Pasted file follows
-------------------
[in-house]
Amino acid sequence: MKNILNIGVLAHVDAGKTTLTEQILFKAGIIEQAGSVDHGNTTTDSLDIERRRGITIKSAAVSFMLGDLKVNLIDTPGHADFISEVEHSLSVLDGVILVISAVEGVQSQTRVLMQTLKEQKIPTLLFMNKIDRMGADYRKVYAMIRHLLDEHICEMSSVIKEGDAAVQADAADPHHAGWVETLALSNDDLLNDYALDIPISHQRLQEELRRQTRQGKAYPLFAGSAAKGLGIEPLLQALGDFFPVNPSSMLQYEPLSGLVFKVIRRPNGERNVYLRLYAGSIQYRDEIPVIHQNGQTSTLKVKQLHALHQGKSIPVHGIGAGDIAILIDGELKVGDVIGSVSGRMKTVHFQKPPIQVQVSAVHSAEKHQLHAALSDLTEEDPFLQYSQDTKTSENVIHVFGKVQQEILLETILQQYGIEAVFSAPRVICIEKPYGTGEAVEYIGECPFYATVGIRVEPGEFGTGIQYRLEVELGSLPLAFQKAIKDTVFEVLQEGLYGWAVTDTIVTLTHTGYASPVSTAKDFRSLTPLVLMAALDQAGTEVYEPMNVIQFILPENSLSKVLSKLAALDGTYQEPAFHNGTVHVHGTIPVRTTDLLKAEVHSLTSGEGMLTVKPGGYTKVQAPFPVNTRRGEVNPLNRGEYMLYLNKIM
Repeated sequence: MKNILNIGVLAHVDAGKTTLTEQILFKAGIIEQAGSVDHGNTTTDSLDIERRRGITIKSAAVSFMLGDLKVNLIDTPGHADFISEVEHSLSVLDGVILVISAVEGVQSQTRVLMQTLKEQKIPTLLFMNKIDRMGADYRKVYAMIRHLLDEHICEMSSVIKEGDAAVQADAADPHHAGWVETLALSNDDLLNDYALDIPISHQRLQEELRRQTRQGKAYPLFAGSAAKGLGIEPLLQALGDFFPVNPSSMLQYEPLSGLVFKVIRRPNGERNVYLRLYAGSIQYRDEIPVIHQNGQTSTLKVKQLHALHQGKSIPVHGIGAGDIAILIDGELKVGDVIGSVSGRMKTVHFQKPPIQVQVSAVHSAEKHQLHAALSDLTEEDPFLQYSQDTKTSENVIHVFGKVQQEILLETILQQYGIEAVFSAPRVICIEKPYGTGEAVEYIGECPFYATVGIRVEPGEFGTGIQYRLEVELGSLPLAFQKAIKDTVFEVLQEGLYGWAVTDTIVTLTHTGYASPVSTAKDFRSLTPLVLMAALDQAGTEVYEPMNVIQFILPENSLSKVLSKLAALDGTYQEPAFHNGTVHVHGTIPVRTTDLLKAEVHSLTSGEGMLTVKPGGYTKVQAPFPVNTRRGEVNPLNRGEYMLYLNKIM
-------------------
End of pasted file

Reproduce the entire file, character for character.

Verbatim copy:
[in-house]
Amino acid sequence: MKNILNIGVLAHVDAGKTTLTEQILFKAGIIEQAGSVDHGNTTTDSLDIERRRGITIKSAAVSFMLGDLKVNLIDTPGHADFISEVEHSLSVLDGVILVISAVEGVQSQTRVLMQTLKEQKIPTLLFMNKIDRMGADYRKVYAMIRHLLDEHICEMSSVIKEGDAAVQADAADPHHAGWVETLALSNDDLLNDYALDIPISHQRLQEELRRQTRQGKAYPLFAGSAAKGLGIEPLLQALGDFFPVNPSSMLQYEPLSGLVFKVIRRPNGERNVYLRLYAGSIQYRDEIPVIHQNGQTSTLKVKQLHALHQGKSIPVHGIGAGDIAILIDGELKVGDVIGSVSGRMKTVHFQKPPIQVQVSAVHSAEKHQLHAALSDLTEEDPFLQYSQDTKTSENVIHVFGKVQQEILLETILQQYGIEAVFSAPRVICIEKPYGTGEAVEYIGECPFYATVGIRVEPGEFGTGIQYRLEVELGSLPLAFQKAIKDTVFEVLQEGLYGWAVTDTIVTLTHTGYASPVSTAKDFRSLTPLVLMAALDQAGTEVYEPMNVIQFILPENSLSKVLSKLAALDGTYQEPAFHNGTVHVHGTIPVRTTDLLKAEVHSLTSGEGMLTVKPGGYTKVQAPFPVNTRRGEVNPLNRGEYMLYLNKIM
Repeated sequence: MKNILNIGVLAHVDAGKTTLTEQILFKAGIIEQAGSVDHGNTTTDSLDIERRRGITIKSAAVSFMLGDLKVNLIDTPGHADFISEVEHSLSVLDGVILVISAVEGVQSQTRVLMQTLKEQKIPTLLFMNKIDRMGADYRKVYAMIRHLLDEHICEMSSVIKEGDAAVQADAADPHHAGWVETLALSNDDLLNDYALDIPISHQRLQEELRRQTRQGKAYPLFAGSAAKGLGIEPLLQALGDFFPVNPSSMLQYEPLSGLVFKVIRRPNGERNVYLRLYAGSIQYRDEIPVIHQNGQTSTLKVKQLHALHQGKSIPVHGIGAGDIAILIDGELKVGDVIGSVSGRMKTVHFQKPPIQVQVSAVHSAEKHQLHAALSDLTEEDPFLQYSQDTKTSENVIHVFGKVQQEILLETILQQYGIEAVFSAPRVICIEKPYGTGEAVEYIGECPFYATVGIRVEPGEFGTGIQYRLEVELGSLPLAFQKAIKDTVFEVLQEGLYGWAVTDTIVTLTHTGYASPVSTAKDFRSLTPLVLMAALDQAGTEVYEPMNVIQFILPENSLSKVLSKLAALDGTYQEPAFHNGTVHVHGTIPVRTTDLLKAEVHSLTSGEGMLTVKPGGYTKVQAPFPVNTRRGEVNPLNRGEYMLYLNKIM